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Covering Your Assets

ns-small.jpg By MIKE PASINI
The Imaging Resource Digital Photography Newsletter

Review Date: September 2001

"Plastics," was the one-word career advice of The Graduate. But back then Alfa Romeos and Simon and Garfunkle were hot stuff. In this era of scooters and Britney Spears, we'll propose a two-word update: asset management.


System Requirements


Rules of the Road

Getting to Work

Exposure Info

The Launch

The Drill

On Fields


On with the Show

Learning Something

Importing, Exporting



The Web Site



As we studied Canto Cumulus Single User Edition ($99.95 for the full version, $49.95 for an ugrade), it occurred to us that a person might get an advance degree in it. And with the rapid expansion of digital content, there will no doubt be scholarships offered shortly by Fortune 500 firms. The Lucille and Rickie Packard Fellowship in Asset Management, say.

Cumulus holds a wide lead over its competitors as the asset management software of choice at the places that worry about this kind of thing the most. Major publications, for example.

They use the workgroup version of the program that enjoys another layer of complexity than the single user version we test drove. But the single user version is no scooter. It took us a few times around the (excellent and indispensable) documentation to get comfortable behind the wheel.

Even though our acquaintance with Cumulus goes back several years to version 2.0. When Kodak discontinued development of their Shoebox image cataloging program, they arranged with Canto to provide users (like us) with Cumulus. That version was a little restrictive (you couldn't define database fields and adding keywords was discouragingly labor intensive).

We were delighted to learn the current version 5.0 is a lot easier to use and even includes AppleScript support on the Mac OS and OLE automation for Windows. The feature set for both systems is identical, although the interfaces differ a bit.

It may even come bundled with your digital camera.

This review was originally published in two parts in the Imaging Resource Digital Photography Newsletter. Those articles discussed version 5.0.7, but this review has been updated to cover version 5.0.10.


On the Macintosh, Cumulus 5 requires a PowerPC running System 7.1.2 or later with 6-MB of RAM, 20-MB free disk space and a CD for installation. Canto recommends a G3 running Mac OS 8.6 with 12-MB RAM and 30-MB free space.

The Windows requirements are a Pentium running at 90 MHz on Windows 95/98 or NT 4.0 SP3 (SP5) with 20-MB RAM and 20-MB free space and a CD drive. Canto recommends a Pentium III at 450 MHz with 30-MB RAM and 30-MB free space.

On either platform Cumulus will run with just a 640x480 256-color display, although 24-bit color is recommended. And the more screen real estate you have, the more thumbnails you can display.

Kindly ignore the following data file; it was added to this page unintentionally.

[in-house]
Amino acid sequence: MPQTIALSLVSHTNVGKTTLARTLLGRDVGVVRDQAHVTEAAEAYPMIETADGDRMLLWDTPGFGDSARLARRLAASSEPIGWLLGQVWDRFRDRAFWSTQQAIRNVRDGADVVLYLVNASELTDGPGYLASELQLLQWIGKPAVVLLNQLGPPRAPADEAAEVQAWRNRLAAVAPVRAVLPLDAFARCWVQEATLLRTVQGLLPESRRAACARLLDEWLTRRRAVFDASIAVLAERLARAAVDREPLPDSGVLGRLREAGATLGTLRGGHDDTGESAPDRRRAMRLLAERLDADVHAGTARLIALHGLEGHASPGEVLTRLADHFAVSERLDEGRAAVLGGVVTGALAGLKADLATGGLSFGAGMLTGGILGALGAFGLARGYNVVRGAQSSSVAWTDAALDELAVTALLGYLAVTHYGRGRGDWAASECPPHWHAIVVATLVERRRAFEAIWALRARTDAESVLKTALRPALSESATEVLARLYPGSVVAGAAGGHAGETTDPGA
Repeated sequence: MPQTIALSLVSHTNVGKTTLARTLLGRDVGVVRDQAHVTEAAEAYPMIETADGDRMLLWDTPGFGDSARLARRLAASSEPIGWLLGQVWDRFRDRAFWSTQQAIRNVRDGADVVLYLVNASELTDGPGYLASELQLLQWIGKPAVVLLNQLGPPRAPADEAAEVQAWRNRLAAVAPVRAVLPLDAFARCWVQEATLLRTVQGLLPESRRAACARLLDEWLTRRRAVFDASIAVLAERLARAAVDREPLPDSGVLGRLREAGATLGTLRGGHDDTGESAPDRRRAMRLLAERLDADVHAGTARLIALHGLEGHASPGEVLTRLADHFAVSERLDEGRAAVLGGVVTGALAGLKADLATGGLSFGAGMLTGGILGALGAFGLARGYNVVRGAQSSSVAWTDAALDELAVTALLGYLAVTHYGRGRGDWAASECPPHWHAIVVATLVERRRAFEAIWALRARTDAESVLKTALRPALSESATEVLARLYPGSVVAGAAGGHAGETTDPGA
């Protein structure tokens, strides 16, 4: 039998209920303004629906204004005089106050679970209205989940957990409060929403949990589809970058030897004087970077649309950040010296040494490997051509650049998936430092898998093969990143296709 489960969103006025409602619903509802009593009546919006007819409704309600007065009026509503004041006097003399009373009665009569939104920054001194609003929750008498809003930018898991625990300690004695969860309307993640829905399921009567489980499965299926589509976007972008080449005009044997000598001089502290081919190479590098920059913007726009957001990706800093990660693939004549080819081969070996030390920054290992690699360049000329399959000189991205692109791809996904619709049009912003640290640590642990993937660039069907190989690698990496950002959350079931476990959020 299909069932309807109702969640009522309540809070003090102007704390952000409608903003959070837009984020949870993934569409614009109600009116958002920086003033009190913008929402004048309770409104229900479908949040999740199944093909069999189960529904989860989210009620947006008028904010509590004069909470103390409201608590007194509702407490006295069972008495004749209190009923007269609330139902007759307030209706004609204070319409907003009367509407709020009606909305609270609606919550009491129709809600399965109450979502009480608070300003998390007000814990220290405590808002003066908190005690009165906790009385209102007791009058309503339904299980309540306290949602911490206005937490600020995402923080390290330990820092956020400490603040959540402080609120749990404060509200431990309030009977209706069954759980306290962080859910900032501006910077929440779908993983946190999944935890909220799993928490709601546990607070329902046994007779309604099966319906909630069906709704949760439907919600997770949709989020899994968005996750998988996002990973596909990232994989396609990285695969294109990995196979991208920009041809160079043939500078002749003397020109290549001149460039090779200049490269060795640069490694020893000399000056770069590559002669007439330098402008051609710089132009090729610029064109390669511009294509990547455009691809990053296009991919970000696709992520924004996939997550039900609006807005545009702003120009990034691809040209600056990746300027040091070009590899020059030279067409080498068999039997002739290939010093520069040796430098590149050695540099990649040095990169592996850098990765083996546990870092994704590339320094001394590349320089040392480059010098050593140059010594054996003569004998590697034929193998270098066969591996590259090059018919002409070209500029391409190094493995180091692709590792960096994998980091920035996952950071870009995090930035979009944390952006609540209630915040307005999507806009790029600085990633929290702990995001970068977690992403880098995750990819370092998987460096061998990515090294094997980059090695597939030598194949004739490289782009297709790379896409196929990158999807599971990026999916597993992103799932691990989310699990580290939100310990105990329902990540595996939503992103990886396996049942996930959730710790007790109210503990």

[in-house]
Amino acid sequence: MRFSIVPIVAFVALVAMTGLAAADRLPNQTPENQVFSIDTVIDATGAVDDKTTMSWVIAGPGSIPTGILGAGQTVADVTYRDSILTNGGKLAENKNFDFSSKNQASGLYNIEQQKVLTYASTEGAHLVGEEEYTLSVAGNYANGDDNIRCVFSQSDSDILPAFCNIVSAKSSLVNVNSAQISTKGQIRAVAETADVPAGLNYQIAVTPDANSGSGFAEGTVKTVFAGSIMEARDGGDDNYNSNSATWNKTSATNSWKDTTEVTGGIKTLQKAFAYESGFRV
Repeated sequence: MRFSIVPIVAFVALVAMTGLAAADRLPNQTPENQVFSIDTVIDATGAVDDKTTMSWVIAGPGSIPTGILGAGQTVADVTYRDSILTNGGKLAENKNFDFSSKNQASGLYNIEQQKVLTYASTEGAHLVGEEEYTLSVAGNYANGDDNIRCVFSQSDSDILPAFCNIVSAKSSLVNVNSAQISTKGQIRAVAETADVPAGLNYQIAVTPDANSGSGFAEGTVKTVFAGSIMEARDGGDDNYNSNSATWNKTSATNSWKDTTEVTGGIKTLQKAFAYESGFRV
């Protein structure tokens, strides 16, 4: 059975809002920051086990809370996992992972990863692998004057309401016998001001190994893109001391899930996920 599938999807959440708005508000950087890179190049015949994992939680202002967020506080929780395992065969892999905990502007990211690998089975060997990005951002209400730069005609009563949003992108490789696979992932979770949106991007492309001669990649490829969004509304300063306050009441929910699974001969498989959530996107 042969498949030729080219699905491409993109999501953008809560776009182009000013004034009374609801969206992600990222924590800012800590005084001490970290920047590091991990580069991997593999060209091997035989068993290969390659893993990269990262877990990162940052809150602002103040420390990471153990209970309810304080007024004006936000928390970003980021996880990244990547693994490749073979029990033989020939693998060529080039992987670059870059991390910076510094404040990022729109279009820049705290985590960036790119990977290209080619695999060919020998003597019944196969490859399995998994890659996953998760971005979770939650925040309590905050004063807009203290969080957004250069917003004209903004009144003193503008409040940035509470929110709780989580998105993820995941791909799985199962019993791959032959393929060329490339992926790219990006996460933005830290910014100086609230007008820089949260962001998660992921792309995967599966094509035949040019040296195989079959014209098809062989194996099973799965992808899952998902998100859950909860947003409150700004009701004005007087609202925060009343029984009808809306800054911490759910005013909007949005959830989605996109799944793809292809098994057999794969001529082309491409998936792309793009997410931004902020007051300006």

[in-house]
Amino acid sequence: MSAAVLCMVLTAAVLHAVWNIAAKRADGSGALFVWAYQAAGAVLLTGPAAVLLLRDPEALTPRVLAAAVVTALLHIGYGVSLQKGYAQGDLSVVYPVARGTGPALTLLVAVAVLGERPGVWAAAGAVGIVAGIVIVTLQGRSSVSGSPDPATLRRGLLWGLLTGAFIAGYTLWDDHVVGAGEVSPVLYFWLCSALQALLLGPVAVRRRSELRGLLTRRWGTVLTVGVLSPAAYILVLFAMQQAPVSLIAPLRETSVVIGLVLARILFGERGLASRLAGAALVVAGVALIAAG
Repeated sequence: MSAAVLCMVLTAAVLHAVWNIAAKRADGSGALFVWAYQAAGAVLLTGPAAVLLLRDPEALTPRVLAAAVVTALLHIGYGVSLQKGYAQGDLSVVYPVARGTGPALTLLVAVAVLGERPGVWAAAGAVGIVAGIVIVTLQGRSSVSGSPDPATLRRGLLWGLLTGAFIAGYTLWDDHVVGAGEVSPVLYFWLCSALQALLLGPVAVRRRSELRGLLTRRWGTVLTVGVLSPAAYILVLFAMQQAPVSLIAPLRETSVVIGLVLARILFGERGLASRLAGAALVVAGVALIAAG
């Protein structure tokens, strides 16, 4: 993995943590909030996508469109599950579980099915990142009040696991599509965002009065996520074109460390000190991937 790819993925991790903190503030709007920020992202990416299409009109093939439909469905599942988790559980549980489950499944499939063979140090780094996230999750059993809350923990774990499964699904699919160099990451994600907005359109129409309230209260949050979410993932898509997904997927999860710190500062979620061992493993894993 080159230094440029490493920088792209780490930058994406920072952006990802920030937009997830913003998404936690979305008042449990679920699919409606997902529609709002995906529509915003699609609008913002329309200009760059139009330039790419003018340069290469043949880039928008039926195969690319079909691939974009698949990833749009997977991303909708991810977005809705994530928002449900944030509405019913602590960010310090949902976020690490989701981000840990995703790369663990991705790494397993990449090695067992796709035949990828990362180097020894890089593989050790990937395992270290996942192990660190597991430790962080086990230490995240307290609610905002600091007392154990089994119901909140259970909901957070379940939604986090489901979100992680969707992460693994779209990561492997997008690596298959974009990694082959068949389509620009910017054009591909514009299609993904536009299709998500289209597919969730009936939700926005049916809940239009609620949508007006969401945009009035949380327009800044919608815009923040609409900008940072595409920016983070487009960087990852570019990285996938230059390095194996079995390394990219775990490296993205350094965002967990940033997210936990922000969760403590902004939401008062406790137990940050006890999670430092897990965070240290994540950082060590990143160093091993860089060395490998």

Cumulus runs fine on systems that meet the minimum requirements. It's database software, essentially, not image processing software. And while a recommended system will process the data faster than a minimal system, you don't have to upgrade to enjoy what Cumulus can do for you.

INSTALLATION| Back to Contents

On the Macintosh, it's a simple drag and drop of the application folder to your hard drive.

On Windows you run setup.exe and pick one of three possible installations: Compact, Typical or Custom.

On either platform, Canto points out that registering Cumulus is part of the installation and it makes it easy to do immediately over the Internet. Registration via email, fax or regular mail is also possible.

Registration gets you access to the Customers section of the Canto Web site at and an activation key. We don't usually register products we review, but it really was required in this case.

RULES OF THE ROAD| Back to Contents

Until an advanced degree in Cumulus can be devised and awarded, users should probably have to take a drivers test. This powerful program is not intuitive and makes no apologies about it. So our review will also be something of a tutorial. Let's begin with a little vocabulary.

You probably think you have a bunch of files on your hard disk, CDs, floppies, Zips, SyQuests and other media.

No, what you have are uncataloged assets, my friend.

Each file is an asset. No matter if it is an MP3 of Howling Dogs or a Quark XPress Birthday card document or a shot from your digicam. It is not just a file to Canto, but an asset.

Frankly, we like that way of thinking. It flatters us.

The problem Cumulus solves is organizing them. So you can find them without looking too hard for them. We compare this (in the summer) to mowing the lawn and (in the winter) to shoveling snow. It's never much fun but doing it regularly provides the most bang for your effort (although it may seem otherwise just as you are about to start cataloging each time).

But with Cumulus, you at least get a power mower or snow blower. Being able to automate the program nearly makes the whole thing fun.

Assets are recorded in catalogs. Cross-platform catalogs in Cumulus' case. As many as you like, they can proliferate like file cabinets. Don't let them. As Canto advises every now and then, plan. You might, for example, want to catalog your software assets (every program you own) in one catalog and your correspondence in another and your images in yet one more catalog.

That wasn't too tough. But things get trickier.

Cumulus calls any particular view of your data (what we call reports in ordinary databases) a collection. Collections can be any selection of the data (just the images of Disneyland) and how it appears as well (which fields in what fonts with what background, etc.).

And to create these collections of your catalogued assets, Cumulus relies on categories that, like manila folders, organize your assets. Categories can be arranged hierarchically (just like directories on your disk). We're tempted to compare them to the categories and keywords of other organizers, but it's probably wiser to forget everything you know about other organizers.